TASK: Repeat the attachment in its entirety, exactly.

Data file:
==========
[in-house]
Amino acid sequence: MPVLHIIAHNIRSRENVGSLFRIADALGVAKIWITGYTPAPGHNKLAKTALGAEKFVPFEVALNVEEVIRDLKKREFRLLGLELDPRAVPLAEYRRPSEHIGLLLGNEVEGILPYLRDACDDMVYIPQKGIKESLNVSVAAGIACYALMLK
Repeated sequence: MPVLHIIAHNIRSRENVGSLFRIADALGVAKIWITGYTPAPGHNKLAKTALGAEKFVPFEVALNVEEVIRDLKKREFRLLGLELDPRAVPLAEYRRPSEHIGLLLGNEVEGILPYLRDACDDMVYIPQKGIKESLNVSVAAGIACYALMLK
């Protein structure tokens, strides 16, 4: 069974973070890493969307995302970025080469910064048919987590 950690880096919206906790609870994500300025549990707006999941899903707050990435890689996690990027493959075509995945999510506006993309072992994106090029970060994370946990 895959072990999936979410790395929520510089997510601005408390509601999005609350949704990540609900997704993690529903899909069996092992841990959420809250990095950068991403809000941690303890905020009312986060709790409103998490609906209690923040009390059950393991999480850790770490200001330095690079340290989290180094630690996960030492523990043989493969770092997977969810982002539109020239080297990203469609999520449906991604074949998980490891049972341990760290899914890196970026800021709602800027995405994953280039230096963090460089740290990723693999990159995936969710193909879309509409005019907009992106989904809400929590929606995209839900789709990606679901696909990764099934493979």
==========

[in-house]
Amino acid sequence: MPVLHIIAHNIRSRENVGSLFRIADALGVAKIWITGYTPAPGHNKLAKTALGAEKFVPFEVALNVEEVIRDLKKREFRLLGLELDPRAVPLAEYRRPSEHIGLLLGNEVEGILPYLRDACDDMVYIPQKGIKESLNVSVAAGIACYALMLK
Repeated sequence: MPVLHIIAHNIRSRENVGSLFRIADALGVAKIWITGYTPAPGHNKLAKTALGAEKFVPFEVALNVEEVIRDLKKREFRLLGLELDPRAVPLAEYRRPSEHIGLLLGNEVEGILPYLRDACDDMVYIPQKGIKESLNVSVAAGIACYALMLK
């Protein structure tokens, strides 16, 4: 069974973070890493969307995302970025080469910064048919987590 950690880096919206906790609870994500300025549990707006999941899903707050990435890689996690990027493959075509995945999510506006993309072992994106090029970060994370946990 895959072990999936979410790395929520510089997510601005408390509601999005609350949704990540609900997704993690529903899909069996092992841990959420809250990095950068991403809000941690303890905020009312986060709790409103998490609906209690923040009390059950393991999480850790770490200001330095690079340290989290180094630690996960030492523990043989493969770092997977969810982002539109020239080297990203469609999520449906991604074949998980490891049972341990760290899914890196970026800021709602800027995405994953280039230096963090460089740290990723693999990159995936969710193909879309509409005019907009992106989904809400929590929606995209839900789709990606679901696909990764099934493979």